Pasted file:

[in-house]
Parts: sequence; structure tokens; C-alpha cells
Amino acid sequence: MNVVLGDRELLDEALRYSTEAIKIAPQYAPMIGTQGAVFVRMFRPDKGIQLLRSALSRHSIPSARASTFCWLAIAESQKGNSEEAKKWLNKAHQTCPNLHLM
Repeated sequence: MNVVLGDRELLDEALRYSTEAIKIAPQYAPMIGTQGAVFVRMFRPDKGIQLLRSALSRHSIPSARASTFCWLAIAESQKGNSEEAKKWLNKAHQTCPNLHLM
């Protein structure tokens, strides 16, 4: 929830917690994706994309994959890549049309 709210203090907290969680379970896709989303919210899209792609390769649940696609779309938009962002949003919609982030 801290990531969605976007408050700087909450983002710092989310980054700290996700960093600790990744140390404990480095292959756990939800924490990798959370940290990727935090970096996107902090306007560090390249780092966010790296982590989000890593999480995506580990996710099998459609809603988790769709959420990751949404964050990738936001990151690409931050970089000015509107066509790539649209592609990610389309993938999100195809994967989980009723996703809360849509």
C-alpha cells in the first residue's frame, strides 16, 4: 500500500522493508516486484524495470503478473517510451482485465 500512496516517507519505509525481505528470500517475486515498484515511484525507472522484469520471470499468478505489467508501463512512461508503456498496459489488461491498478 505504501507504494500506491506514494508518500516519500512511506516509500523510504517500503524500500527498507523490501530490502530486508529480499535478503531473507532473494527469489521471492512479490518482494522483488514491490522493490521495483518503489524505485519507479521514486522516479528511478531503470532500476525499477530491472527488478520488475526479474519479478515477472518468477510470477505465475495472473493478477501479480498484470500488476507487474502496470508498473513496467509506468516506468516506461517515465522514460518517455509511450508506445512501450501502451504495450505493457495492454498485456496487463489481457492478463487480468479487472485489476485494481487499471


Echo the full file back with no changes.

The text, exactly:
[in-house]
Parts: sequence; structure tokens; C-alpha cells
Amino acid sequence: MNVVLGDRELLDEALRYSTEAIKIAPQYAPMIGTQGAVFVRMFRPDKGIQLLRSALSRHSIPSARASTFCWLAIAESQKGNSEEAKKWLNKAHQTCPNLHLM
Repeated sequence: MNVVLGDRELLDEALRYSTEAIKIAPQYAPMIGTQGAVFVRMFRPDKGIQLLRSALSRHSIPSARASTFCWLAIAESQKGNSEEAKKWLNKAHQTCPNLHLM
């Protein structure tokens, strides 16, 4: 929830917690994706994309994959890549049309 709210203090907290969680379970896709989303919210899209792609390769649940696609779309938009962002949003919609982030 801290990531969605976007408050700087909450983002710092989310980054700290996700960093600790990744140390404990480095292959756990939800924490990798959370940290990727935090970096996107902090306007560090390249780092966010790296982590989000890593999480995506580990996710099998459609809603988790769709959420990751949404964050990738936001990151690409931050970089000015509107066509790539649209592609990610389309993938999100195809994967989980009723996703809360849509």
C-alpha cells in the first residue's frame, strides 16, 4: 500500500522493508516486484524495470503478473517510451482485465 500512496516517507519505509525481505528470500517475486515498484515511484525507472522484469520471470499468478505489467508501463512512461508503456498496459489488461491498478 505504501507504494500506491506514494508518500516519500512511506516509500523510504517500503524500500527498507523490501530490502530486508529480499535478503531473507532473494527469489521471492512479490518482494522483488514491490522493490521495483518503489524505485519507479521514486522516479528511478531503470532500476525499477530491472527488478520488475526479474519479478515477472518468477510470477505465475495472473493478477501479480498484470500488476507487474502496470508498473513496467509506468516506468516506461517515465522514460518517455509511450508506445512501450501502451504495450505493457495492454498485456496487463489481457492478463487480468479487472485489476485494481487499471